Although many factors can precipitate individual episodes of homelessness, housing affordability, especially for low-income individuals and families, is inextricably intertwined with the prevalence of homelessness.
In late February 2023, Catalina Velasco, the Colombian housing minister, led a delegation of Colombian officials to Washington, DC to meet with representatives from HUD and other federal and local agencies.
According to the Austin Area Comprehensive HIV Planning Council, housing is the most significant service gap for the 2,000 people living with HIV in Austin, Texas.
Opened in January 2022, Mercy North Auburn is an affordable housing project within the Placer County Government Center (PCGC) campus in Auburn, California.
People with intellectual and developmental disabilities (IDDs), many of whom have very low incomes, tend to have difficulty finding safe and affordable housing.
In towns and cities nationwide, communities are seeking ways to curb homelessness and provide needed affordable housing to members of their community, particularly vulnerable populations such as unhoused youth.
Reopened in summer 2021, the Clinton Avenue Apartments is a 210-unit, scattered-site affordable housing development in the Arbor Hill neighborhood of Albany, New York.
In September 2020, the Housing Authority of Salt Lake City (HASLC) opened a 100-unit permanent supportive housing development for people experiencing homelessness or housing instability.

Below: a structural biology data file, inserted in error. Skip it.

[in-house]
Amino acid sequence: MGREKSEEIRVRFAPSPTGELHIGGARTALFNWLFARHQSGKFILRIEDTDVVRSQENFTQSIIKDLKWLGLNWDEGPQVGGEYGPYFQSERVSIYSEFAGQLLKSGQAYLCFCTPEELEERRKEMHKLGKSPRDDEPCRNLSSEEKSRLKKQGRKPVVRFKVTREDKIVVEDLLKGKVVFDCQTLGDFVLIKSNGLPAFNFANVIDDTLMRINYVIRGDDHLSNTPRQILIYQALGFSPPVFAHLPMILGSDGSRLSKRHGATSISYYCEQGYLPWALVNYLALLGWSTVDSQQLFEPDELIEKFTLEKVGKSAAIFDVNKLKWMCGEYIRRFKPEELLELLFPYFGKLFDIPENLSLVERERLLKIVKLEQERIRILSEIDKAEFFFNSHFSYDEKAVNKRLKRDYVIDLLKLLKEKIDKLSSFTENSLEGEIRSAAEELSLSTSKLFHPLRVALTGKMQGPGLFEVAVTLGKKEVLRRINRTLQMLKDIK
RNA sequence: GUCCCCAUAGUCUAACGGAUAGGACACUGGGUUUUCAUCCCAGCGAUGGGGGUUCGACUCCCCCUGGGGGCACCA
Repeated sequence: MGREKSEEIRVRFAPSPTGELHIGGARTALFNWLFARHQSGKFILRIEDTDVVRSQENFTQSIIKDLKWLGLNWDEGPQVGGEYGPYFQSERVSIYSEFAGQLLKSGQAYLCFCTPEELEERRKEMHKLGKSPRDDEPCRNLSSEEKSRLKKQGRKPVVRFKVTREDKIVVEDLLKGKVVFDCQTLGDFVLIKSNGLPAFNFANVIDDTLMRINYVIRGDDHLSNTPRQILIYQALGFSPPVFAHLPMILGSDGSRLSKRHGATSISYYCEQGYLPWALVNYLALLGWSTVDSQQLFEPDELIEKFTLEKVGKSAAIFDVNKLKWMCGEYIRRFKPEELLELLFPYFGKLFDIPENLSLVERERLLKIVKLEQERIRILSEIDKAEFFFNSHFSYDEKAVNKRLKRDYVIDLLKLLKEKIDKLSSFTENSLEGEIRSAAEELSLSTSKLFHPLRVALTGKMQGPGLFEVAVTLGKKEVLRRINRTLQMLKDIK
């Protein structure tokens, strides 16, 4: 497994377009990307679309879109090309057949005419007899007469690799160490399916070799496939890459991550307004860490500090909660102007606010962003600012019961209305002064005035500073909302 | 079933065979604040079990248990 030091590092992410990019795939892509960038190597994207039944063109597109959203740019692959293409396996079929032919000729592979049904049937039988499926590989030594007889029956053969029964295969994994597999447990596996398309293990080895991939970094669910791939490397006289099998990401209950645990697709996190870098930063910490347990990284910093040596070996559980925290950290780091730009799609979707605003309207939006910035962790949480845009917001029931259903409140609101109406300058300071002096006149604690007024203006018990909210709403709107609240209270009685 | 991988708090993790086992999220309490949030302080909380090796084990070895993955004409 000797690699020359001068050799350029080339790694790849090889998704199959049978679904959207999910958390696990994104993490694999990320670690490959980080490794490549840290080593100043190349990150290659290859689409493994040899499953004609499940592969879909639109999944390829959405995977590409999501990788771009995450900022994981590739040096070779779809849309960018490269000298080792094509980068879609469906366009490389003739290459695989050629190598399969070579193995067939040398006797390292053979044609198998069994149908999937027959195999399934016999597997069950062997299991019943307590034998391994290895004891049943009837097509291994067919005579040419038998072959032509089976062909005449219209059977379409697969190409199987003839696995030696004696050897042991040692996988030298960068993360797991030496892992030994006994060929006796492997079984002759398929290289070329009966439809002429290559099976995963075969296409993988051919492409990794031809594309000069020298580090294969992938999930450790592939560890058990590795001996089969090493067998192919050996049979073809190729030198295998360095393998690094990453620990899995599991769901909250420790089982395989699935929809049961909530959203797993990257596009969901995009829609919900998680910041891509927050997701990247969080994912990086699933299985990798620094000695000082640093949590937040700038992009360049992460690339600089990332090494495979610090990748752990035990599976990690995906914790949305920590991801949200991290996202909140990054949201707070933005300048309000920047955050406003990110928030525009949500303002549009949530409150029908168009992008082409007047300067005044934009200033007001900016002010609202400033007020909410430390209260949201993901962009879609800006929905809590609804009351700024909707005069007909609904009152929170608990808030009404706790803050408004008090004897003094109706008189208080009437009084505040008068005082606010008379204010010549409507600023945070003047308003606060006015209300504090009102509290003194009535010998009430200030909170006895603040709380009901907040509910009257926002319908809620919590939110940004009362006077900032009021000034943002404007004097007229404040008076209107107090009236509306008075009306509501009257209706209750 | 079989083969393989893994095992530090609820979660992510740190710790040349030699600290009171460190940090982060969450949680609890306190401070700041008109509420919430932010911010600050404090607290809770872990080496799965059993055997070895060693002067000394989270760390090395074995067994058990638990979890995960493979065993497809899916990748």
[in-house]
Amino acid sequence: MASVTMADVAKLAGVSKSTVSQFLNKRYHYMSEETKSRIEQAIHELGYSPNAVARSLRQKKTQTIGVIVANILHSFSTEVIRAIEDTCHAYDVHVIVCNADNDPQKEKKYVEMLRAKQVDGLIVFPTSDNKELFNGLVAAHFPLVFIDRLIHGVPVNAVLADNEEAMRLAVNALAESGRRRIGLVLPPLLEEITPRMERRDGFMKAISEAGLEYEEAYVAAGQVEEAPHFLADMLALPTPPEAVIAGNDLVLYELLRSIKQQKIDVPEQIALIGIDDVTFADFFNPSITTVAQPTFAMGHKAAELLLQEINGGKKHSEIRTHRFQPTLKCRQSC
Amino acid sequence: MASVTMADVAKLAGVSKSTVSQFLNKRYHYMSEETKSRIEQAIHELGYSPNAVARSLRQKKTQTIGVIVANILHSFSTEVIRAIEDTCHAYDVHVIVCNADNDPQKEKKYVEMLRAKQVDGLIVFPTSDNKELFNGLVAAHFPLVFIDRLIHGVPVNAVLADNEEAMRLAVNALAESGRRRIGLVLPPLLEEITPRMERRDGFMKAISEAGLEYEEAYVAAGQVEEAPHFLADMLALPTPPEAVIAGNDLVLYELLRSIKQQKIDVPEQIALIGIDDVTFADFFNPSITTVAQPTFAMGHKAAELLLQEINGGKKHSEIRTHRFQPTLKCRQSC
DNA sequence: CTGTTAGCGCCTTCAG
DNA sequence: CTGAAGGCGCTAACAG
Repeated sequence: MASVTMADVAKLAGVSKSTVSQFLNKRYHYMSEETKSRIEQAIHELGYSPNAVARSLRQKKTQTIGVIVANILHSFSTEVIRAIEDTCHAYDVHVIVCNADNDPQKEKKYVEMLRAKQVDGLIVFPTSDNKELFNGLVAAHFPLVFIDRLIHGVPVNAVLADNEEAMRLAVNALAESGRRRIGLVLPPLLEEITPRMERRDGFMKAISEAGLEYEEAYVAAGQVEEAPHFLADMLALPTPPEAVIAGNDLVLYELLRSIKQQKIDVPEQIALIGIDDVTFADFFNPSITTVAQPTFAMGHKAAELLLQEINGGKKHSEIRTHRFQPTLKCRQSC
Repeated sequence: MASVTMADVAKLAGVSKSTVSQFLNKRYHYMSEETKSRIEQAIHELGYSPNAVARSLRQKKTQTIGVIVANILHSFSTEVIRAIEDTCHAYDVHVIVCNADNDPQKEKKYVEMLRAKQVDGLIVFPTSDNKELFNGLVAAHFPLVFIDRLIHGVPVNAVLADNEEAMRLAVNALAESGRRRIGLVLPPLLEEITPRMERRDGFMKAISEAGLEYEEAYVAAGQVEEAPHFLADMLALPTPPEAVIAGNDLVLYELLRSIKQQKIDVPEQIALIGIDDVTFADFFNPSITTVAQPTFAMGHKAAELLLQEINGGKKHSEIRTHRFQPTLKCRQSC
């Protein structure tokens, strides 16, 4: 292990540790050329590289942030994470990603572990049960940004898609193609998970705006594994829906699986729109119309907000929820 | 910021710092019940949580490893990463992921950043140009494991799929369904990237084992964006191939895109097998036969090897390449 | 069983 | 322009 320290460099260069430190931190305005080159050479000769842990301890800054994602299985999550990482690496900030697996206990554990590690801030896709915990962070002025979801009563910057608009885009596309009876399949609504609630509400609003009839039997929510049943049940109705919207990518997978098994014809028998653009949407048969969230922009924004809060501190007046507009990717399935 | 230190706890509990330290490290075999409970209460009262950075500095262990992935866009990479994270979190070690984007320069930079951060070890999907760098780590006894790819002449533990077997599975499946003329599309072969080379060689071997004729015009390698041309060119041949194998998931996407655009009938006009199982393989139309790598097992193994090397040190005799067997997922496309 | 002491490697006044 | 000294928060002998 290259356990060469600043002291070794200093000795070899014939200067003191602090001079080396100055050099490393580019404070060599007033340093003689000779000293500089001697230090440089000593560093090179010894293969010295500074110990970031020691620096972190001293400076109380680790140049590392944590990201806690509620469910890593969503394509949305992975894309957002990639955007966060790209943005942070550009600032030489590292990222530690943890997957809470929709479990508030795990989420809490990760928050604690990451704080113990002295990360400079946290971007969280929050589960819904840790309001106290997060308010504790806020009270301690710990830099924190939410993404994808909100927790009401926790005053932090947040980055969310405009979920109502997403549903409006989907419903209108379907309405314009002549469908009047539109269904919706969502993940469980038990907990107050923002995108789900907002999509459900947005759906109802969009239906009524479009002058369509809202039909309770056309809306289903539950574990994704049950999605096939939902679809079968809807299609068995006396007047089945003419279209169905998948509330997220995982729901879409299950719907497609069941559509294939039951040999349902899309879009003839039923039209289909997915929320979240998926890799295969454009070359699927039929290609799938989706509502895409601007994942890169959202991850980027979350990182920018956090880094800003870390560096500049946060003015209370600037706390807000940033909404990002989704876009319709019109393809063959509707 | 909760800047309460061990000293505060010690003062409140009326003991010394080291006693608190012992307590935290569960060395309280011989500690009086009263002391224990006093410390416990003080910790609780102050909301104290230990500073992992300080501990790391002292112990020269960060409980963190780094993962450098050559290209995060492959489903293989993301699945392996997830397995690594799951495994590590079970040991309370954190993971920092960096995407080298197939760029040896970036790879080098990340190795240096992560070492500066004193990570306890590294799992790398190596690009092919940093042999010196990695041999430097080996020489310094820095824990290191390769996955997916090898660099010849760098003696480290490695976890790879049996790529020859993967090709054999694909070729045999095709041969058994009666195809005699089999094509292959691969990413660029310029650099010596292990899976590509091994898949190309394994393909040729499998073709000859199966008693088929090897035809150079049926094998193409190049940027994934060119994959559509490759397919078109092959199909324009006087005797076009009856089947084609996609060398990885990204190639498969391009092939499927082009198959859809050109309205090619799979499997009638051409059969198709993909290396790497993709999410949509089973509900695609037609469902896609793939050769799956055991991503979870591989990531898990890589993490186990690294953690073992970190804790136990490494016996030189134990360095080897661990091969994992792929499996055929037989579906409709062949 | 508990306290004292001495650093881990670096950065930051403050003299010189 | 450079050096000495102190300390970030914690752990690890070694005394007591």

In 2016, Los Angeles, voters approved Proposition HHH, which funds the development of supportive, affordable housing for individuals and families experiencing homelessness.
On June 23, 2022, the Bipartisan Policy Center hosted the Terwilliger Center Summit on Housing Supply Solutions in Washington, D.C.
Four Ten Lofts is a new mixed-income community in downtown Baltimore, Maryland.
The Gordon H. Mansfield Veterans Village in Tinton Falls, New Jersey, provides 70 units of permanent supportive housing for veterans.
On May 12, 2022, HUD’s Office of Policy Development and Research (PD&R) held its most recent Quarterly Update event focused on the intersectionality of youth homelessness and how youth with different lived experiences of homelessness require more targeted and effective approaches to prevent housing instability and support exits to homelessness.
The COVID-19 pandemic has brought public health to the forefront of policy and society in the United States and around the world.
The South Boston neighborhood, located a few miles from downtown Boston, is well known as a working-class area and home to a large community of Irish immigrants and their descendants.
In King County, Washington, which includes the city of Seattle, Native Americans account for only 1 percent of the population but 15 percent of the total population of those experiencing homelessness and 32 percent of the total population of those experiencing chronic homelessness.
According to the National Conference of State Legislatures (NCSL), state governments have increasingly focused on enhancing services and protections at the intersection of housing and health — including on topics such as eviction prevention, recovery residences, and supportive housing — since the coronavirus pandemic began.
Since 2015, the number of people experiencing unsheltered homelessness in the United States — a population especially vulnerable to the economic, housing, and social effects of homelessness — has risen continuously.
In late 2021, to focus on rebuilding after the COVID-19 pandemic and implementing the British levelling up policy, the United Kingdom (UK) Ministry of Housing, Communities and Local Government was rebranded as the Department for Levelling Up, Housing and Communities (DLUHC).
Most low-income families can qualify for housing choice vouchers (HCVs); however, although the HCV program imposes no limits on the duration of assistance, eligible households often remain on a waiting list for years before receiving assistance.